Connect with us

World

Ecuador’s Presidential candidate shot dead

Published

on

A candidate in Ecuador’s forthcoming presidential election who has campaigned against corruption and gangs has been shot dead at a campaign rally.

Fernando Villavicencio, a member of the country’s national assembly, was attacked as he left the event in the capital, Quito, on Wednesday.

He is one of the few candidates to allege links between organised crime and government officials in Ecuador.

A state of emergency has been declared following the assassination.

Ecuador has historically been a relatively safe and stable country in Latin America, but a recent rise in violent crime – fuelled by the growing presence of drug cartels – has been a central issue in this year’s presidential campaign.

Witnesses said Mr Villavicencio, a serving congressman and former journalist, was shot three times.

A member of his campaign team told local media the 59-year-old was getting into a car when a man stepped forward and shot him in the head.

Video from inside the building shows panicked supporters diving for cover and campaign leaflets littered across a blood-stained floor.

The suspect was also shot in an exchange of bullets with security and later died from his injuries, the country’s attorney general said on social media.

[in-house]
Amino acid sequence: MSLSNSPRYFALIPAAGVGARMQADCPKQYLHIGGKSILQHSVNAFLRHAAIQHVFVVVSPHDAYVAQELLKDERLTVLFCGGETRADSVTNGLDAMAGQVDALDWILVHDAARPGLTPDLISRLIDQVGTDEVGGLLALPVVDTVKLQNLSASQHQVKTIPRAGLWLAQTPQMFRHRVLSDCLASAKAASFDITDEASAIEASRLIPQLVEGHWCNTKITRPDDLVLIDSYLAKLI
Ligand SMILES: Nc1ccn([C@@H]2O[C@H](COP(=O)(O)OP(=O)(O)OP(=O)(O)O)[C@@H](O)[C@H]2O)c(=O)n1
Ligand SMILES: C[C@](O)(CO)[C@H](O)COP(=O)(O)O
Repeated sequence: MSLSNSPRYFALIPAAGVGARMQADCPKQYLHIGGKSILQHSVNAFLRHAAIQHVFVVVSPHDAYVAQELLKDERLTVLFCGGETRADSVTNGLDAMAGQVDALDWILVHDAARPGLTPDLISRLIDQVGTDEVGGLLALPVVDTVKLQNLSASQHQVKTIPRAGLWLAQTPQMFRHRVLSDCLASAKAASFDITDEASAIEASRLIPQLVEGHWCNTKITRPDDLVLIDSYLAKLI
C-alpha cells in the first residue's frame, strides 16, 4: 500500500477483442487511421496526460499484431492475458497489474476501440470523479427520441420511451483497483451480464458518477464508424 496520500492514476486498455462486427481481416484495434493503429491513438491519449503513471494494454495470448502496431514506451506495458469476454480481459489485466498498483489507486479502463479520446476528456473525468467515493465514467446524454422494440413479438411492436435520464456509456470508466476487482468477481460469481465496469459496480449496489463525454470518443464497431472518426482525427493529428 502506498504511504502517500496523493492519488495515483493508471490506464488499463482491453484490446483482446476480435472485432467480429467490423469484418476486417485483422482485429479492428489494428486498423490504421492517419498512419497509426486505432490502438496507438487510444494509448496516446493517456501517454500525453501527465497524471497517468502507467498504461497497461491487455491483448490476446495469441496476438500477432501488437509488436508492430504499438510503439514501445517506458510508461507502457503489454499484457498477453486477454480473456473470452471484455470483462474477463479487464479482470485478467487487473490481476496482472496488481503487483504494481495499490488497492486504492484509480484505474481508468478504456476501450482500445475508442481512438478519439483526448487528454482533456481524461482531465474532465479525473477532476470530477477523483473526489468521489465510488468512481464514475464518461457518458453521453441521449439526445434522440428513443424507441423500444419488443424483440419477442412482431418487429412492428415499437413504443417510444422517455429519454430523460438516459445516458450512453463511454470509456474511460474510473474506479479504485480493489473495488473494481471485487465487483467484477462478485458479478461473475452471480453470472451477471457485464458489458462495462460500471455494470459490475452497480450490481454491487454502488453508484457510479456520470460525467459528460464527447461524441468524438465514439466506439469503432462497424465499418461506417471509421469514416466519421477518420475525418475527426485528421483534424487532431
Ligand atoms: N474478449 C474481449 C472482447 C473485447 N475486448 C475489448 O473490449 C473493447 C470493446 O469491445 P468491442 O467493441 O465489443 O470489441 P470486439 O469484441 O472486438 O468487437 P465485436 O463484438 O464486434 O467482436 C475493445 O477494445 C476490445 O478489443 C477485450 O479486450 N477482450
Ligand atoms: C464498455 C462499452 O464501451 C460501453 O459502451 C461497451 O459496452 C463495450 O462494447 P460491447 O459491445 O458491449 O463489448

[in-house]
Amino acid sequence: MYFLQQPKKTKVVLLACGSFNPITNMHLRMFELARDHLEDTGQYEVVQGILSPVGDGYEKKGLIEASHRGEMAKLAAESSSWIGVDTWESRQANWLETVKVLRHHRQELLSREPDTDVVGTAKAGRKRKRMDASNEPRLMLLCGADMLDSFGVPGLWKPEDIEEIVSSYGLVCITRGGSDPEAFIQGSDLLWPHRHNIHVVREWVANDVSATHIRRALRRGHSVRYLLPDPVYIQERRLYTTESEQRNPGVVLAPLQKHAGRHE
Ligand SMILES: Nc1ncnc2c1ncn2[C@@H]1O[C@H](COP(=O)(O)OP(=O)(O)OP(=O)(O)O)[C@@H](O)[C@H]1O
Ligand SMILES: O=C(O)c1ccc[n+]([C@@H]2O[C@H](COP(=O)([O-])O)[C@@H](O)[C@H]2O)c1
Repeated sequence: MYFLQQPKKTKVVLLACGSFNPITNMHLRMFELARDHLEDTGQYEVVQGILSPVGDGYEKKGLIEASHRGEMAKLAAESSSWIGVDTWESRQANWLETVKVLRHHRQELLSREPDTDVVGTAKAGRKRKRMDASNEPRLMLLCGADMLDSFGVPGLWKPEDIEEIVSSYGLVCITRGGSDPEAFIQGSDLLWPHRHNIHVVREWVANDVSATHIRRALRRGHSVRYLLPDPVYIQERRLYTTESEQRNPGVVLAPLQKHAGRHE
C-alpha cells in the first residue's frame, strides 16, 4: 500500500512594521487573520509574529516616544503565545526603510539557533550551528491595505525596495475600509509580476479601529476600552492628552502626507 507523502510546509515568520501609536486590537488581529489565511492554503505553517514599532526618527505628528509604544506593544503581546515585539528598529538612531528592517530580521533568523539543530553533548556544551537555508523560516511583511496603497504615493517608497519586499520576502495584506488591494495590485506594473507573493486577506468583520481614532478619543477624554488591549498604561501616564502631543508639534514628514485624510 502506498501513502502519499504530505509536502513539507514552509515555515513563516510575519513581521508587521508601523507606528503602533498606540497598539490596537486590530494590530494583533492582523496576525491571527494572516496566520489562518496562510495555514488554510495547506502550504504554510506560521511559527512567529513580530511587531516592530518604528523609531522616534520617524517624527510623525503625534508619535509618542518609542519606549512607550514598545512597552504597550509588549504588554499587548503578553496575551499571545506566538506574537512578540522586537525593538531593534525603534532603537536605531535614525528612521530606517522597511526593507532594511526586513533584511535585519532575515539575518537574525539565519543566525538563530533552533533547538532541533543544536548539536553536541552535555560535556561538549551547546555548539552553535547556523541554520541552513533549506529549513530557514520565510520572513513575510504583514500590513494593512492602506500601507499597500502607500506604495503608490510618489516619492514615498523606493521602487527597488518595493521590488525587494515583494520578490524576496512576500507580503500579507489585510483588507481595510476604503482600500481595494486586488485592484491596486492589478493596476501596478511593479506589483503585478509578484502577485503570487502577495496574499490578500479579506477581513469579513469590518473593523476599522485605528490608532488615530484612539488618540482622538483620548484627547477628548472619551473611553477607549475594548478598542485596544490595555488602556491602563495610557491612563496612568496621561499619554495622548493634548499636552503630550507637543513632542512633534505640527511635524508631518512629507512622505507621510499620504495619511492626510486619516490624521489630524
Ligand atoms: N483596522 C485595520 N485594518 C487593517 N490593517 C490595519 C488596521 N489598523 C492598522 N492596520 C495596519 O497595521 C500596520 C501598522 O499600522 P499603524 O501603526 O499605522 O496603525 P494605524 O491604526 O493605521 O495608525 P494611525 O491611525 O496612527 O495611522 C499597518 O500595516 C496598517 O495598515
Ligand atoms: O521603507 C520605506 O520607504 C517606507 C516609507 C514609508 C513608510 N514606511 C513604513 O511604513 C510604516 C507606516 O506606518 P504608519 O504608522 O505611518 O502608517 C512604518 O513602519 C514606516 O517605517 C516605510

In the chaos, nine other people were injured, including a candidate for the country’s assembly and two police officers, prosecutors said.

Six people have been detained by police in connection with the assassination after raids in Quito, they added.

The first round of the presidential election is scheduled to take place on 20 August.

Mr Villavicencio, who was married and had five children, was one of eight candidates in the first round of the election – although he was not the frontrunner and was polling around the middle of the pack.

(BBC News)

World

China’s lunar probe lands back on Earth

Published

on

By

China’s lunar probe landed back on Earth, after a nearly two-month long mission.

The Chang’e-6 landed in the Inner Mongolia desert on Tuesday, carrying the first ever samples from the Moon’s unexplored far side.

China is the only country to have landed on the far side of the Moon, having done so before in 2019.

Scientists are eagerly awaiting as the samples could answer key questions about how planets are formed.

(BBC News)

Continue Reading

World

Wikileaks founder leaves UK after being freed in US plea deal

Published

on

By

Wikileaks founder Julian Assange has left the UK after agreeing a US plea deal that will see him plead guilty to criminal charges and go free.
Assange was charged with conspiracy to obtain and disclose national defence information.

He spent the last five years in a British prison, from where he was fighting extradition to the US.

Assange will spend no time in US custody and will receive credit for the time spent incarcerated in the UK.

The plea deal is expected to be finalised in a court in the Northern Mariana Islands on Wednesday.

He is expected to return to Australia according to the US justice department.

(BBC News)

Continue Reading

World

Stonehenge orange powder paint removed

Published

on

By